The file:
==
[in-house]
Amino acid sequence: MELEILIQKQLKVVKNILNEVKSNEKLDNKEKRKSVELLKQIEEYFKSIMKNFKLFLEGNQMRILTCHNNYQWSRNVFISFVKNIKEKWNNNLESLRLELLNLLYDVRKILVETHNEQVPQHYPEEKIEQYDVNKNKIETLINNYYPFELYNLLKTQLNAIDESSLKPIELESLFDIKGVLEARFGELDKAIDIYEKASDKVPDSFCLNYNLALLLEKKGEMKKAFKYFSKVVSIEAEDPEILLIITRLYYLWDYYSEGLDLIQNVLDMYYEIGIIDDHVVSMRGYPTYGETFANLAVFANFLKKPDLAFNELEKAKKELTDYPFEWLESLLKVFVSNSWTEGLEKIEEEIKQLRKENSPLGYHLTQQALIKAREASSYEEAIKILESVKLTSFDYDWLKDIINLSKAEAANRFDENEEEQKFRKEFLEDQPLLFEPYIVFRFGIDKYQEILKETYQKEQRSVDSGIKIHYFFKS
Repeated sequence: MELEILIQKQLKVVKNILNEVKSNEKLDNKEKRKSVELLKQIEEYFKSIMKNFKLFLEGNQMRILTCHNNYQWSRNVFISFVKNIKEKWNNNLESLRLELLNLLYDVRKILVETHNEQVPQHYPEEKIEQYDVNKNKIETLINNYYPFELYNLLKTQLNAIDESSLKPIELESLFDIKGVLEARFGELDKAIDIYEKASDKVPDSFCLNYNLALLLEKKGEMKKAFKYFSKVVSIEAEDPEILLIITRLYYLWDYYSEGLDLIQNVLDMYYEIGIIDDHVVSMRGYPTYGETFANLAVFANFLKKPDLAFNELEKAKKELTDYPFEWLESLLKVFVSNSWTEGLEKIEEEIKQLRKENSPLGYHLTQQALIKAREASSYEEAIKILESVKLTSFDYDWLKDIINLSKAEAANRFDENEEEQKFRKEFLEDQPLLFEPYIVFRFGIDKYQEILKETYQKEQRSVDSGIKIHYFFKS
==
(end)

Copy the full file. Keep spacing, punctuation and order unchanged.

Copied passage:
[in-house]
Amino acid sequence: MELEILIQKQLKVVKNILNEVKSNEKLDNKEKRKSVELLKQIEEYFKSIMKNFKLFLEGNQMRILTCHNNYQWSRNVFISFVKNIKEKWNNNLESLRLELLNLLYDVRKILVETHNEQVPQHYPEEKIEQYDVNKNKIETLINNYYPFELYNLLKTQLNAIDESSLKPIELESLFDIKGVLEARFGELDKAIDIYEKASDKVPDSFCLNYNLALLLEKKGEMKKAFKYFSKVVSIEAEDPEILLIITRLYYLWDYYSEGLDLIQNVLDMYYEIGIIDDHVVSMRGYPTYGETFANLAVFANFLKKPDLAFNELEKAKKELTDYPFEWLESLLKVFVSNSWTEGLEKIEEEIKQLRKENSPLGYHLTQQALIKAREASSYEEAIKILESVKLTSFDYDWLKDIINLSKAEAANRFDENEEEQKFRKEFLEDQPLLFEPYIVFRFGIDKYQEILKETYQKEQRSVDSGIKIHYFFKS
Repeated sequence: MELEILIQKQLKVVKNILNEVKSNEKLDNKEKRKSVELLKQIEEYFKSIMKNFKLFLEGNQMRILTCHNNYQWSRNVFISFVKNIKEKWNNNLESLRLELLNLLYDVRKILVETHNEQVPQHYPEEKIEQYDVNKNKIETLINNYYPFELYNLLKTQLNAIDESSLKPIELESLFDIKGVLEARFGELDKAIDIYEKASDKVPDSFCLNYNLALLLEKKGEMKKAFKYFSKVVSIEAEDPEILLIITRLYYLWDYYSEGLDLIQNVLDMYYEIGIIDDHVVSMRGYPTYGETFANLAVFANFLKKPDLAFNELEKAKKELTDYPFEWLESLLKVFVSNSWTEGLEKIEEEIKQLRKENSPLGYHLTQQALIKAREASSYEEAIKILESVKLTSFDYDWLKDIINLSKAEAANRFDENEEEQKFRKEFLEDQPLLFEPYIVFRFGIDKYQEILKETYQKEQRSVDSGIKIHYFFKS